What got to the team was the relentless breaking-down of players, with no let up. Because of the time constraints of the tournament, there was no time to build a player back up again, as there would be in a college season. I don’t want to give specific examples, but the manner of communication with players and others on the GB team was highly charged. The entire concept of the European tournament of 10 days and the traditions that go with that were not part of coaches’ experience.
The Finland game again. Devon sits out the Belarus game because of a niggle. GB lose their first game. Players receive more hair-dryer treatment, and more, and more. For 2 very long rest days, without a game to relieve the pressure of the hotel, the practice, the gym sessions. I invite analyses of performances of individual players pre- and post rest days. Some of the players had no desire to be there anymore and their game confidence was unrecognisable.
Finland made a run in the fourth quarter, and GB collapsed. Rather than regrouping and full of confidence, the team now missed lay ups and had a different look over them. It must have been a horrible experience for them and a horrific one to watch. The clash of cultures to me had a devastating effect on performance. With the loss to the Czechs and the ‘miraculous’ 26 point-win by the Croatians, GB were out of out of the promotion slots.
The tournament wasn’t over. I have so much admiration for this team. In one of the best games of the tournament, GB beat the Belgians in OT, behind Ali’s 37points, Devon’s double-double, Louis and Joe’s shooting heroics, Jesse’s shot-blocking, and Connor’s clutch play—but it was all the players.
Since the GB website for U20s doesn’t appear to be working over the weekend, this was a phantom game for them (no reports, interviews, etc, in spite of all having been provided immediately by the paid GB photographer—another reason why basketball perhaps suffers in the UK? Can’t get the publicity right).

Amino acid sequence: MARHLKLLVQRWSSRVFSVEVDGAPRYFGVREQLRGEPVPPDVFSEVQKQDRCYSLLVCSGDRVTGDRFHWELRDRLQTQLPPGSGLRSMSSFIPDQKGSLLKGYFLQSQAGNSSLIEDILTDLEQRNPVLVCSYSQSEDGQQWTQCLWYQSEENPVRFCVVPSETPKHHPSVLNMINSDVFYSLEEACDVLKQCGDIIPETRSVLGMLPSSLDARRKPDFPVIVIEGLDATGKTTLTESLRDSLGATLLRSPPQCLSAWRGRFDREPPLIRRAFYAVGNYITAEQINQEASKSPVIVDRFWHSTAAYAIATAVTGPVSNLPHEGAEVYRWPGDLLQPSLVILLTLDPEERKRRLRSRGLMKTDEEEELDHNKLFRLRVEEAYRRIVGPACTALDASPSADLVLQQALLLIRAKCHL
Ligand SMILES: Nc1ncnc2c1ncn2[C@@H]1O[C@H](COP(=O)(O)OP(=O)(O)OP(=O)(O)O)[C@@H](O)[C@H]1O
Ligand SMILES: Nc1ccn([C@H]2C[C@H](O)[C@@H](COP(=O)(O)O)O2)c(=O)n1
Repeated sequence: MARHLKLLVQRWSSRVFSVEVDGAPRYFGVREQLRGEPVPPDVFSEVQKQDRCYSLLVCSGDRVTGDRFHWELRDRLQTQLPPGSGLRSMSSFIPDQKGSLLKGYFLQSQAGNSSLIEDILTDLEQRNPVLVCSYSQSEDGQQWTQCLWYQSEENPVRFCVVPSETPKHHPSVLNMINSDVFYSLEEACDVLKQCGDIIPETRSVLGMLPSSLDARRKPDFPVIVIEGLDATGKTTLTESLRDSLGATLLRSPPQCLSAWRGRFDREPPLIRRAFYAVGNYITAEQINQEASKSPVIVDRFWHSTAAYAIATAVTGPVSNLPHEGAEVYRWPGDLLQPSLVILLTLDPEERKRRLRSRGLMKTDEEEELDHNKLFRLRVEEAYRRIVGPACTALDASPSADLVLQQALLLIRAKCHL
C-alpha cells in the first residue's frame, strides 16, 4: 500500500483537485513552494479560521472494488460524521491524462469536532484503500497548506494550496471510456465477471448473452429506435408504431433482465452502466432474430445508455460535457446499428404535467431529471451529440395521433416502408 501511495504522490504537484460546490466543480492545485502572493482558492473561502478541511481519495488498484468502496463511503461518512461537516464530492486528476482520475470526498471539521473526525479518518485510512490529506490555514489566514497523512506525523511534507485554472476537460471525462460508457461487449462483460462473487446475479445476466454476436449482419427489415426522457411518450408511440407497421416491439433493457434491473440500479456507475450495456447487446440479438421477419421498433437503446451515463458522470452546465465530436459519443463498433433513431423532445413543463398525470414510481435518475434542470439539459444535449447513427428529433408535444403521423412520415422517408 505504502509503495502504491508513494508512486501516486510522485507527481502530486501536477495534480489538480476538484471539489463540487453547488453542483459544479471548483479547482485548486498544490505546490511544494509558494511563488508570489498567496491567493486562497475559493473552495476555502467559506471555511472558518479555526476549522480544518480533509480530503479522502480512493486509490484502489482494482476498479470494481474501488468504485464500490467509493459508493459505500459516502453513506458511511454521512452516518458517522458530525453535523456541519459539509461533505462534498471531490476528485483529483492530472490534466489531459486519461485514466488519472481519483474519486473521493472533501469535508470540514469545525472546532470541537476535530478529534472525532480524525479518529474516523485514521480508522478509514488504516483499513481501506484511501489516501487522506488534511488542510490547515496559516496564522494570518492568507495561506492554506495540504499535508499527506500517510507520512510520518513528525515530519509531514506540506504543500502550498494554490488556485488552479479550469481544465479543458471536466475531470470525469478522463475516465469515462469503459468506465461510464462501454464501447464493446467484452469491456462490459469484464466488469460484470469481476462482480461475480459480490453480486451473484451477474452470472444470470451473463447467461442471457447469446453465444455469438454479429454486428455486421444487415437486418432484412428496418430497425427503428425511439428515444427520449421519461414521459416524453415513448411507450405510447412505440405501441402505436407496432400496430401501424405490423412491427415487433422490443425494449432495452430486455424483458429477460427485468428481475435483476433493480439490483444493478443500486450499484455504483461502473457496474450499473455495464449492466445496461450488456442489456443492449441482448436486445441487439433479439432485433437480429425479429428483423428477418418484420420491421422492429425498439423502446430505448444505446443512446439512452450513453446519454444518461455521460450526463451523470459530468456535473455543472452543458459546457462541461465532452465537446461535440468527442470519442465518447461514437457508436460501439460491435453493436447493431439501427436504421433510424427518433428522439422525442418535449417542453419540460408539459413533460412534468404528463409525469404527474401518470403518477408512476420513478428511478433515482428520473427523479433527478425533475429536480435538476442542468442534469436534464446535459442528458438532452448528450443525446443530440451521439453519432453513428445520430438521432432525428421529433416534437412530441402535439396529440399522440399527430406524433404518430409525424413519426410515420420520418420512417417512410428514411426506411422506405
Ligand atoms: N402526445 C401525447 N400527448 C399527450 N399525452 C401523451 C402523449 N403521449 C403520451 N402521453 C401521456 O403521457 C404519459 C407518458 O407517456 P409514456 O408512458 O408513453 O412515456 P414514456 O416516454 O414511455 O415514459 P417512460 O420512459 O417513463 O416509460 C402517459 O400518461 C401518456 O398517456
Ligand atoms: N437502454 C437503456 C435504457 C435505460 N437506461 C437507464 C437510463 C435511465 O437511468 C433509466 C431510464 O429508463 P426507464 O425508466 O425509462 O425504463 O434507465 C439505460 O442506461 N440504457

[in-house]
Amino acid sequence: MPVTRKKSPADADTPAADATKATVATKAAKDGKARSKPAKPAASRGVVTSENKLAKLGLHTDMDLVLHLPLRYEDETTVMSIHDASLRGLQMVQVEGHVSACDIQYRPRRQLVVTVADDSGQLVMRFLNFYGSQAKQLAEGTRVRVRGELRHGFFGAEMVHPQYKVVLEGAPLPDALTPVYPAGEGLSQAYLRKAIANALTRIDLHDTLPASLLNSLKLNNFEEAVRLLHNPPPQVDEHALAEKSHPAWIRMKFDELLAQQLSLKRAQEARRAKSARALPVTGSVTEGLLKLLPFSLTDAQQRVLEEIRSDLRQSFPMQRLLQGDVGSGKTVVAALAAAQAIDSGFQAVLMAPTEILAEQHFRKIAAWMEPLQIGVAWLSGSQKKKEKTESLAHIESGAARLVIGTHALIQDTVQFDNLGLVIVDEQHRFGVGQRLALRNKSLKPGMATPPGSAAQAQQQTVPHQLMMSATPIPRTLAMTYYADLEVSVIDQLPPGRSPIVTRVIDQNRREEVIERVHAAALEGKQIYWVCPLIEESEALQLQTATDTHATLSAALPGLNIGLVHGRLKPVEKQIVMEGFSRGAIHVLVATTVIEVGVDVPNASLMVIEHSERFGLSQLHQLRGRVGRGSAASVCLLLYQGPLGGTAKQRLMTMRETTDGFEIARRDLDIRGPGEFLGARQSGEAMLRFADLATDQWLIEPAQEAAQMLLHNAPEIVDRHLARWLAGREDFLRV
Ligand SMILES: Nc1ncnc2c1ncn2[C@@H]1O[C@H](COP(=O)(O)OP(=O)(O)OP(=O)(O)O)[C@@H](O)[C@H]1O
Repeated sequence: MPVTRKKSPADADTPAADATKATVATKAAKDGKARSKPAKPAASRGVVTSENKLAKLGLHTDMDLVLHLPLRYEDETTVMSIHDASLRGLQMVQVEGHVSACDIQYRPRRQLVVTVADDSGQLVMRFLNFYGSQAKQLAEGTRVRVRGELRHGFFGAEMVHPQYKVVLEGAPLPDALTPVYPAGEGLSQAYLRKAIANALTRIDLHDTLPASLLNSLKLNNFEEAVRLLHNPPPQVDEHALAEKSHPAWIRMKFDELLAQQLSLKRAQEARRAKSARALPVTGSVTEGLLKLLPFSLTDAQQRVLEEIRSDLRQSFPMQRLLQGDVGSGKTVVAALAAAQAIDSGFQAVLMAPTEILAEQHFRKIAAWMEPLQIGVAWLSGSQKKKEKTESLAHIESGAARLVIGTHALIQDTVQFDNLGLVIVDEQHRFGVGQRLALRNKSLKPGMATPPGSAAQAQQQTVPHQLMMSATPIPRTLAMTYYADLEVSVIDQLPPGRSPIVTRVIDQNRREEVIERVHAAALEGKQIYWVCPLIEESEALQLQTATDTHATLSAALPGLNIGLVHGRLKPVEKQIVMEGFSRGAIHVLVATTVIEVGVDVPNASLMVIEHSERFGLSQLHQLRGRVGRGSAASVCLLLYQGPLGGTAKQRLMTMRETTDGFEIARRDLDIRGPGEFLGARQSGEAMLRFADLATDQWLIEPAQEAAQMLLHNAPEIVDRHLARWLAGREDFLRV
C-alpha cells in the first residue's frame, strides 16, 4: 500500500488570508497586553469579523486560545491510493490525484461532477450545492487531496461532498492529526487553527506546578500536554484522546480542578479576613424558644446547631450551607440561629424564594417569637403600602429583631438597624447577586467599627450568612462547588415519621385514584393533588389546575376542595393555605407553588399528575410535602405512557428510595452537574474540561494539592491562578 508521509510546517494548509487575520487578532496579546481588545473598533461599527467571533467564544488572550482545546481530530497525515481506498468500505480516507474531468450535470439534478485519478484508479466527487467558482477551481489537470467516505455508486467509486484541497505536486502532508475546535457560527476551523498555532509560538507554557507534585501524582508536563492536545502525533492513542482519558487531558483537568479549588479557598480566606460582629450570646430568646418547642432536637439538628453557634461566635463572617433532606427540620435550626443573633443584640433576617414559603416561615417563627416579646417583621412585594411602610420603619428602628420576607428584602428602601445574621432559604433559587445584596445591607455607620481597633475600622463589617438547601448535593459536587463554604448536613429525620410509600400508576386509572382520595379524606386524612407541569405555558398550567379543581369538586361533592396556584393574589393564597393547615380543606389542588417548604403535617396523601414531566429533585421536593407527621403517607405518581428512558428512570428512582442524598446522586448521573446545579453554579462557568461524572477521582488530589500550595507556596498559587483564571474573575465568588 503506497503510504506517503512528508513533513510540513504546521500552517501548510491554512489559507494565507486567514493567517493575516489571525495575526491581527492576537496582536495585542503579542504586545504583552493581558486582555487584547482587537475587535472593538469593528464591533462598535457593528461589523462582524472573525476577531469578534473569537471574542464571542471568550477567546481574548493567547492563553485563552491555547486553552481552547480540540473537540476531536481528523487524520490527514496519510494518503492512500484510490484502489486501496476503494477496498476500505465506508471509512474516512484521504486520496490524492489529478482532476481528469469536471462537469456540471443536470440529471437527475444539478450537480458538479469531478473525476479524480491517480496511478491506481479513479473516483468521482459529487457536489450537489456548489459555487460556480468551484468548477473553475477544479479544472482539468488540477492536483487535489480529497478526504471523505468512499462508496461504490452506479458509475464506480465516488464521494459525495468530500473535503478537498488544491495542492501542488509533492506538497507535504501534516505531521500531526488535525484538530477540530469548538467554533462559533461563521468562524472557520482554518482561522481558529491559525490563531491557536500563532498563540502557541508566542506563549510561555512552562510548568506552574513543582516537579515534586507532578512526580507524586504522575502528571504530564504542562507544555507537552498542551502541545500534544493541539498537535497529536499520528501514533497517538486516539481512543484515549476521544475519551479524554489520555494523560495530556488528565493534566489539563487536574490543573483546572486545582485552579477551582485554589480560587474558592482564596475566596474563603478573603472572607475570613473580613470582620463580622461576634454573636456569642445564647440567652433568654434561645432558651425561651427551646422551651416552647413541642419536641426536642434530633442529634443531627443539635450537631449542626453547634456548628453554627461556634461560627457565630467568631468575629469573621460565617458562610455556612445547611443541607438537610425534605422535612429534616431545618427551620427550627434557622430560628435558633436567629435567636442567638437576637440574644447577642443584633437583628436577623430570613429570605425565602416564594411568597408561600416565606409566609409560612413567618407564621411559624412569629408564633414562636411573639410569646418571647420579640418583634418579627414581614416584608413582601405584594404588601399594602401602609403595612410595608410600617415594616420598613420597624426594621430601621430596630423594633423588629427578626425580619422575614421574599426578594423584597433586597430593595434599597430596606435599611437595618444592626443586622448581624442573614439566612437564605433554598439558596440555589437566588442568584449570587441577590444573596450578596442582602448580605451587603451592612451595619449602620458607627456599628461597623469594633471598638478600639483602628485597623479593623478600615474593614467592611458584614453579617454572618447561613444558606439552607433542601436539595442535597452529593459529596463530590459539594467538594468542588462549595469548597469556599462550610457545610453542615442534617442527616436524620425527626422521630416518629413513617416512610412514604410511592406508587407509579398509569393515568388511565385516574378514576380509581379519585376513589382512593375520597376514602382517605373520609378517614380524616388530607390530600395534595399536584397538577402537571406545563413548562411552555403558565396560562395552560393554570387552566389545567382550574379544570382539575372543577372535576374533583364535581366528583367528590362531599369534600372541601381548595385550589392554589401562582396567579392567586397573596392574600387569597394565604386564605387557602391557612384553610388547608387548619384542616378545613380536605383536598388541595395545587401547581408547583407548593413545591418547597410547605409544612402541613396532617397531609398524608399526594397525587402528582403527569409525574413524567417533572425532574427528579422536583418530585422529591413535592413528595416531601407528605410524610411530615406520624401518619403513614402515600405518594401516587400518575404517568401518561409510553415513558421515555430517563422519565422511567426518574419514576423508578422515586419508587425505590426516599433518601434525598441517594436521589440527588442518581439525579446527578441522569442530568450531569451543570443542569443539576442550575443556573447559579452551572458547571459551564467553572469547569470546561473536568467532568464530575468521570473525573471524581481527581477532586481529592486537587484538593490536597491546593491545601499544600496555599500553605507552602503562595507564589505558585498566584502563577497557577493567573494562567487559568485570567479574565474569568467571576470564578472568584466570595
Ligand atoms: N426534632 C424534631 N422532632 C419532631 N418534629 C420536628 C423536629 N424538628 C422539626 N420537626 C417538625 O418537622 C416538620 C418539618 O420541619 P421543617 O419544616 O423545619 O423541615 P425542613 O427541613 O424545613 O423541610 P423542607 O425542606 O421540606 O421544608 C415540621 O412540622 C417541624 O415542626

It really was a great game, where the players grouped together and showed their superb team ethic . The second half of the final game v Poland was a coaching disgrace—I really mean that. Rather than letting the boys lose with dignity and have a positive end to the tournament, coach decided to go in extreme yoyo sub mode, making sure chemistry on the floor would not work, providing choice comments audible to all.
It was vindictive, without any respect, and embarrassing to watch what happened in the name of GB. Lee and Zac got 1.48min in the entire tournament at the end.
Luckily, at the final presentation, the team were able to bond together. Devon deservedly received the All-Tournament medal with the GB team giving him a loud ovation; Devon finished the tournament first in assists (6.4pgame), 4th in scoring (20.6), 1st in fouls draw (9 pg); Ali finished 3rd in scoring (20.7); Louis finished 2nd in 3-point percentage; Joe 6th. Players had really done well and stepped up, hopefully making the summer basketball for GB a positive experience.
The final bit of this report has been difficult to write and I still don’t know whether I’ve done right. The reason I’ve done it is to point out some of the dynamics of the tournament, but also this big question of ‘what next’? How do we get to Rio 2016? How does the programme function?
We can read and write all the strategy documents we want, but it’s then what happens on the ground, in the games, and in the manner of respect, where the clash between rhetoric and reality hits home.